Data Transformation—Where to Begin?
What once took tax professionals months now takes moments—but challenges remain.
With the advent of digitization tools comes the potential to transform and index massive data sources without the current dependency on IT and coding. We are approaching as significant a cultural shift in the tax profession as Facebook and the iPhone were in our day-to-day lives. What comes is a generation that will grow accustomed to the possibility that anything can be automated by anyone. Tasks that once took a tax professional months to perform can now take moments. The potential for material error can be better measured and controlled. This is the beginning of a significant evolution in how tax planning, provisioning, and preparation are done—an evolution accompanied by questions of how this change will be controlled, defined, and audited. With technology, tools, and app solutions developing as quickly as Amazon Web Services can power them, the speed of change can seem overwhelming.
Of course, change also comes with skepticism and resistance. How can deep institutional knowledge be fully valued for the decades of experience it took to be developed? How do we balance experience with the speed of the novel and ever-changing landscape that comes with it? But in the same way that the advent of Microsoft Excel empowered us all with spreadsheet functionality, so we collectively find ourselves on the verge of having to evolve quickly. In a tax practice with a uniquely conservative culture, a need for accurate reporting, and deep institutional knowledge that fills gaps otherwise left exposed, chief tax officers must confront a great dilemma: where to begin?
In this article we'll explore the grassroots elements of an organizational shift to a DevOps culture, which foregrounds the combination of software development and information technology to further business objectives. We will explore how to cultivate substantial advancements using focused cross-functional teams, as well as how to balance institutional knowledge with the unique contributions of millennial and gig economy skill sets. All this should begin with the recognition that the job functions in demand today didn't exist yesterday, the jobs of tomorrow are still being created, and the reality is that we all must continually learn.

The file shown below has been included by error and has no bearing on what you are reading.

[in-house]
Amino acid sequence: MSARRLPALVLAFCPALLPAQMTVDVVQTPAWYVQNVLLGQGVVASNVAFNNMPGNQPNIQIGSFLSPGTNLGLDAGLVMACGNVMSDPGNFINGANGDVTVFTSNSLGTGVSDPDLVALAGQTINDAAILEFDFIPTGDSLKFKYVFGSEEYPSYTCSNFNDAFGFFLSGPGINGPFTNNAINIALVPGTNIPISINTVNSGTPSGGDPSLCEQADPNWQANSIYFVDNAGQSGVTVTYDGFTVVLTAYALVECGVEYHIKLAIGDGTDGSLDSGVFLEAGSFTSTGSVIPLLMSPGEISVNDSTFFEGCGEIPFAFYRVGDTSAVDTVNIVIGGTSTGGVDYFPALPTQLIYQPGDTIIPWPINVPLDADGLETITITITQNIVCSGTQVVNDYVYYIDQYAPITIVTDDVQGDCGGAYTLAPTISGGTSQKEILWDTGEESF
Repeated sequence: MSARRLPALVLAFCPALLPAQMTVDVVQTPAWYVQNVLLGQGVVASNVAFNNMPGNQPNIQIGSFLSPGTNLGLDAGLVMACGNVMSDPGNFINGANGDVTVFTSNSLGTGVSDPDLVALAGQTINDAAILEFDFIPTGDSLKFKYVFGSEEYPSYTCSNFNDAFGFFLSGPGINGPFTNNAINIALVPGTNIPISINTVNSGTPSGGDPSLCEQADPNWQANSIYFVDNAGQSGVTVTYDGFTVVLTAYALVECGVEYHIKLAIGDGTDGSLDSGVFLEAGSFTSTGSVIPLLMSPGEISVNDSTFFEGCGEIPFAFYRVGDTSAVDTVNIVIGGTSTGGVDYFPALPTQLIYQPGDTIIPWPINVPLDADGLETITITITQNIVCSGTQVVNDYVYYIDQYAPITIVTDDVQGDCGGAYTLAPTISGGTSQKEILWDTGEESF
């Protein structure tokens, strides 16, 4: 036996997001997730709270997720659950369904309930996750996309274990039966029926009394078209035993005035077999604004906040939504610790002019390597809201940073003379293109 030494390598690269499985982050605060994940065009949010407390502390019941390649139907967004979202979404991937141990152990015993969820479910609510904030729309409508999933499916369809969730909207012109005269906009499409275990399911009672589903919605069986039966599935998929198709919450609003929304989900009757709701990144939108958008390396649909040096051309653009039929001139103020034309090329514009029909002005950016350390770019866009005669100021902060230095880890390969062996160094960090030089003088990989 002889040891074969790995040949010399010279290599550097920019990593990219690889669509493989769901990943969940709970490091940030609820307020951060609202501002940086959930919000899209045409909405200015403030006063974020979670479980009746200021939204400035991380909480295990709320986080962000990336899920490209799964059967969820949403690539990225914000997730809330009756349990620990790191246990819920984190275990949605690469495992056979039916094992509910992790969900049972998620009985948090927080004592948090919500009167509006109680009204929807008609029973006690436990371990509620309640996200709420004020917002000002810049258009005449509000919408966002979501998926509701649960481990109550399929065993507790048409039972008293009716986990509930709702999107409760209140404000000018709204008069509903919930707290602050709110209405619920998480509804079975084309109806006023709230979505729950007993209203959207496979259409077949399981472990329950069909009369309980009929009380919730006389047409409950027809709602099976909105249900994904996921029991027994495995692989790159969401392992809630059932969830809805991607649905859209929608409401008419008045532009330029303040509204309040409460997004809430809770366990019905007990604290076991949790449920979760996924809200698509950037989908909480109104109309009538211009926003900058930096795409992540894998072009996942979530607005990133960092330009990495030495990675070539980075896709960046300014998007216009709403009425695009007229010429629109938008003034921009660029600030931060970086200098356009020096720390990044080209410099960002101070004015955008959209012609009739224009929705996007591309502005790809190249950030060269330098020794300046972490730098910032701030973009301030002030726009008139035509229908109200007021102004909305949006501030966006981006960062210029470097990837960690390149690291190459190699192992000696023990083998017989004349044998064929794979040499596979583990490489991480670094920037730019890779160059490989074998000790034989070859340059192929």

Step 1: Tools to Create the Grassroots Movement
This article is born of the personal experience of this evolution within ADP's tax credits practice. One of our most complex offerings is what, on its face, seems very simple—tax credits based on year-over-year growth. It is surprising how much data and analysis and documentation go into proving to an auditor's satisfaction that growth requirements are satisfied. An auditor has myriad ways to attempt to haircut a credit calculation to the point of ineligibility. Over the years, the complexity developed to address these issues has resulted in calculations that can take months to complete, along with the added time and diligence to gather various data sources to document the facts and circumstances of growth activity.
Growth tax credits involve year-over-year comparisons and, to be done well, data sources must be consistent so a true analysis of growth patterns can be demonstrated. As with most compliance practices, in a given year hundreds of calculations may be required for tax credits compliance, and we wait in a relative state of suspension until the tax year closes. Then crunch time begins, starting with gathering data. Addressing the data gathering process itself would be an article in and of itself. But once data for the year is received, then comes the merging of data sources to document the year's full activity, performing a layered analysis from clean-source data extractions all the way through to a final calculation summary, with audit trail, that is then incorporated in the deliverables. This process requires documenting, from inception to result, all testing, calculations, and adjustments along the way.